Hello Pam… I used to live in Tucson and now live in Wisconsin.
(Don’t ask!) Anyway, I’ve had to face both issues…cooling and
heating uncooled or unheated spaces. I’ve set up a lot of temporary
studios in the last few years, carving out a small space for myself
in all kinds of interesting places, including a few garages.
Insulation is Numero Uno, and don’t skimp on it! Garages usually
have flimsy doors but can be insulated…there are even kits these
days for doing the job. If you don’t have to put the door up and
down, then you can superinsulate it and seal the bottom where heat or
drafts will happily enter. The rest of the room is insulated just
like a regular house. Find and kill drafts. Insulate around the
doors, windows, even the outlets…just like tightening up a house.
Every little thing they do to keep the outside air out will help.
I like to warm the place up with carpeting wherever I can get away
with it. It makes it feel cozier to me and helps with cold concrete
floors and helps to absorb a bit of noise.
If it’s a multi-purpose garage, they can temporarily or permanently
create a small workroom with tarps (renters) or studwalls and then
heat or cool only that portion. I don’t want drafts around my torches
so I like heating and cooling that does not blow large volumes of
air. I want my air warmed without burning all the oxygen in the room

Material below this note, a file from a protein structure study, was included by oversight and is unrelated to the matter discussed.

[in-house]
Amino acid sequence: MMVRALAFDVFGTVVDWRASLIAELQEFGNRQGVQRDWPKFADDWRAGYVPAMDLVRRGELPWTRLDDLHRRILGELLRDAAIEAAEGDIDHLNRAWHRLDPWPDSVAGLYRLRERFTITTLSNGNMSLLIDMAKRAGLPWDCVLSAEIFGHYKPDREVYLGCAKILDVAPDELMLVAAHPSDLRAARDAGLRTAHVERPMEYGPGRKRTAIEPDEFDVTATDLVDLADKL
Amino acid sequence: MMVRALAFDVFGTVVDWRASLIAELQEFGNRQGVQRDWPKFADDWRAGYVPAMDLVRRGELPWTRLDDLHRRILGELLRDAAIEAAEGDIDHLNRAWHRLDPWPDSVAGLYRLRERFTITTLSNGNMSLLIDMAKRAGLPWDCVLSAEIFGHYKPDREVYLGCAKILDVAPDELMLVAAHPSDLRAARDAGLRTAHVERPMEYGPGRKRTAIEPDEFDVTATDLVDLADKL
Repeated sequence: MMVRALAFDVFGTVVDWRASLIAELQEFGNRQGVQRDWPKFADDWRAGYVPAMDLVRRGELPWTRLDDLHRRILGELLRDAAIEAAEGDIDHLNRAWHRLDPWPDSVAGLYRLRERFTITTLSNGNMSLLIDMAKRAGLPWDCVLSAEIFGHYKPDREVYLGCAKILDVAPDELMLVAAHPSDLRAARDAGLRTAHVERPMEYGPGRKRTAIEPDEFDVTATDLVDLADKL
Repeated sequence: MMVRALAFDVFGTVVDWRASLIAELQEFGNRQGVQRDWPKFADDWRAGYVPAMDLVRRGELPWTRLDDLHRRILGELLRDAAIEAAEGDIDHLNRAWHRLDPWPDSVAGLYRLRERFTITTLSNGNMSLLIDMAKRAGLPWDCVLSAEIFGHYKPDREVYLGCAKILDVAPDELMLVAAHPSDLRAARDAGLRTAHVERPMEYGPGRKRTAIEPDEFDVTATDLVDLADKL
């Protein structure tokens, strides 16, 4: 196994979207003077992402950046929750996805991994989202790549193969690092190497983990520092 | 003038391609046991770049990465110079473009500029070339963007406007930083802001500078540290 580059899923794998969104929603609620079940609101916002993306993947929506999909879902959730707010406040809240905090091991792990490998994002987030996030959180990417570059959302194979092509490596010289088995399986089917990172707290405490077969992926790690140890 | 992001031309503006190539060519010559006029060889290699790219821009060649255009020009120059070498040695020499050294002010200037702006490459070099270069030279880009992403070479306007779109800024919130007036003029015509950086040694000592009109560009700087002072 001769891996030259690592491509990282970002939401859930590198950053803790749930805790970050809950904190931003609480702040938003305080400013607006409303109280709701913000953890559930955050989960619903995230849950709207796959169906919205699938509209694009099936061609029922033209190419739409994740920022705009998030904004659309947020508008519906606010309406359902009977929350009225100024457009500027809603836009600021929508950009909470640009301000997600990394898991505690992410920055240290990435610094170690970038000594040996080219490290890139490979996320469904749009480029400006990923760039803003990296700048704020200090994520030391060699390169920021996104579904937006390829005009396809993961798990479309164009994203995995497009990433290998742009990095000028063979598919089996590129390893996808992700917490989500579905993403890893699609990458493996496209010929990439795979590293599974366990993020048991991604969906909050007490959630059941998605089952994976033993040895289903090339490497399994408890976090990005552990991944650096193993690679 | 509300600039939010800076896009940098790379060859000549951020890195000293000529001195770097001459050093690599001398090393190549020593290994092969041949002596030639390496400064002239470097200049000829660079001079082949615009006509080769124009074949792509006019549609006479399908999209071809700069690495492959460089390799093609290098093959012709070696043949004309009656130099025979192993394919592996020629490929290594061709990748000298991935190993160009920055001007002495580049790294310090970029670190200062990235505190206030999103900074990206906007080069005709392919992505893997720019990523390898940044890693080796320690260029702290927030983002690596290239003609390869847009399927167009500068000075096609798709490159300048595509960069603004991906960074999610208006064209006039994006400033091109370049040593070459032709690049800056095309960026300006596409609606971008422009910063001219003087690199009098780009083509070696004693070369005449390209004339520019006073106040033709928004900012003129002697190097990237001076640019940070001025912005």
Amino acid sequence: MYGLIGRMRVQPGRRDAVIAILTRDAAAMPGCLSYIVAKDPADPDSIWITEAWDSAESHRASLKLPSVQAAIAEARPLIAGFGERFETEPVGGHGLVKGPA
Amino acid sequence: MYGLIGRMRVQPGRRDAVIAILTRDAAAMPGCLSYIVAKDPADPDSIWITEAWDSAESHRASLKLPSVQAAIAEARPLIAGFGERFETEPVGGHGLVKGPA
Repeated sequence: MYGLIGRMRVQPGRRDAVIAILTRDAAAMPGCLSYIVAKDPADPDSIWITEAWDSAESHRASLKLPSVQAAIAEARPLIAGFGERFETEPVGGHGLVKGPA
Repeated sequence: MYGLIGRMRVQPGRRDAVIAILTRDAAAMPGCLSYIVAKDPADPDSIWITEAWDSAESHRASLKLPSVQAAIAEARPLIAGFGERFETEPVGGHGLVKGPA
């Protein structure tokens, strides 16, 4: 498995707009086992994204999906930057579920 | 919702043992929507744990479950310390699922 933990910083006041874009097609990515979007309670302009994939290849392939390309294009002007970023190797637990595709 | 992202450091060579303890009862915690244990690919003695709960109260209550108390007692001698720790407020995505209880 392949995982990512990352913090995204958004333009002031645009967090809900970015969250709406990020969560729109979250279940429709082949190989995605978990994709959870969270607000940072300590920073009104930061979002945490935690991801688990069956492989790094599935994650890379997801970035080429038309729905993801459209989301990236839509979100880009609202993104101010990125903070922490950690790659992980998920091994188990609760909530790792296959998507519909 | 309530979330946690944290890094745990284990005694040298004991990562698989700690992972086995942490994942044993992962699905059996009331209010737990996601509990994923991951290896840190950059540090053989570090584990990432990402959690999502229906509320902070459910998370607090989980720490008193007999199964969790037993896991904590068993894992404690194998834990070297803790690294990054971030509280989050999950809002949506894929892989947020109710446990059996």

so I use baseboard water heat instead of wood or direct gas or
electric heat. They make small electric baseboard type heaters that
are pretty efficient. I want to hear my music or nothing at all, so I
want to minimize any motor sounds. (How come I don’t mind the banging
of hammers?). For cool air in dry climates, evaporative cooling made
me happy. In humid areas or during monsoon…nothing but a power
sucking air conditioner worked for me.
I think a comfortable workspace is essential and I would take the
opportunity to impress upon your students the necessity of making a
safe, efficient workspace that they are happy to be in. Have them
spend the money up front to make their space groovy so they can get
down to business. They can save money by creating a space only as big
as they really need to begin with and adding on later.